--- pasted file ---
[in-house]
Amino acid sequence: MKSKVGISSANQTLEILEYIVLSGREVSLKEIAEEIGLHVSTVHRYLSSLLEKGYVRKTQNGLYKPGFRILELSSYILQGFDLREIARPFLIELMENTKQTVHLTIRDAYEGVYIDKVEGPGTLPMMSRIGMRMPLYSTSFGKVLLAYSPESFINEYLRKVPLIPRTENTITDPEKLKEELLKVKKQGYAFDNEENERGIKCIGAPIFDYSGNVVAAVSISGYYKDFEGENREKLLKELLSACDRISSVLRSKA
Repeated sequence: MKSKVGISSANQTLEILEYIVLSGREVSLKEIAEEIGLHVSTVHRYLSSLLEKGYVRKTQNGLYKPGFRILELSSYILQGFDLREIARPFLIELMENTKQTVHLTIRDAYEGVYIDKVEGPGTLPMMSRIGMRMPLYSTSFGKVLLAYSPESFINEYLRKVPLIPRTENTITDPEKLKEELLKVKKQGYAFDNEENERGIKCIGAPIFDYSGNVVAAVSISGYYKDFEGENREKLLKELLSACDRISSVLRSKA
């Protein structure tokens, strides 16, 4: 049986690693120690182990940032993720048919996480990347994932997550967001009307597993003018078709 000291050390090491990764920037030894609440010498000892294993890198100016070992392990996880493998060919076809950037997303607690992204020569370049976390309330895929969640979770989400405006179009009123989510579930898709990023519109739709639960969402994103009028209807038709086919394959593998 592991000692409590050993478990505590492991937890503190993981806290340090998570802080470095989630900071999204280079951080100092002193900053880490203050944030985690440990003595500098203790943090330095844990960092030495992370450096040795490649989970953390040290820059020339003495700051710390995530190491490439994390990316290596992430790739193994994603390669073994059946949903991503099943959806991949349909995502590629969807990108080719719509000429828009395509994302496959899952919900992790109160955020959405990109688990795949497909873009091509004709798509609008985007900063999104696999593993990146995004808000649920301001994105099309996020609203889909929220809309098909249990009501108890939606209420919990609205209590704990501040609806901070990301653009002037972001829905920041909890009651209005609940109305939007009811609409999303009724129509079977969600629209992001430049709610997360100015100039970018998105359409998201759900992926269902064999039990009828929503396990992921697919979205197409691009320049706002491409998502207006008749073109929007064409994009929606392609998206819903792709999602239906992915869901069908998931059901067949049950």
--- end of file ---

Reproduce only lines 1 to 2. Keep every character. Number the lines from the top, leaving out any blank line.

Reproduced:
[in-house]
Amino acid sequence: MKSKVGISSANQTLEILEYIVLSGREVSLKEIAEEIGLHVSTVHRYLSSLLEKGYVRKTQNGLYKPGFRILELSSYILQGFDLREIARPFLIELMENTKQTVHLTIRDAYEGVYIDKVEGPGTLPMMSRIGMRMPLYSTSFGKVLLAYSPESFINEYLRKVPLIPRTENTITDPEKLKEELLKVKKQGYAFDNEENERGIKCIGAPIFDYSGNVVAAVSISGYYKDFEGENREKLLKELLSACDRISSVLRSKA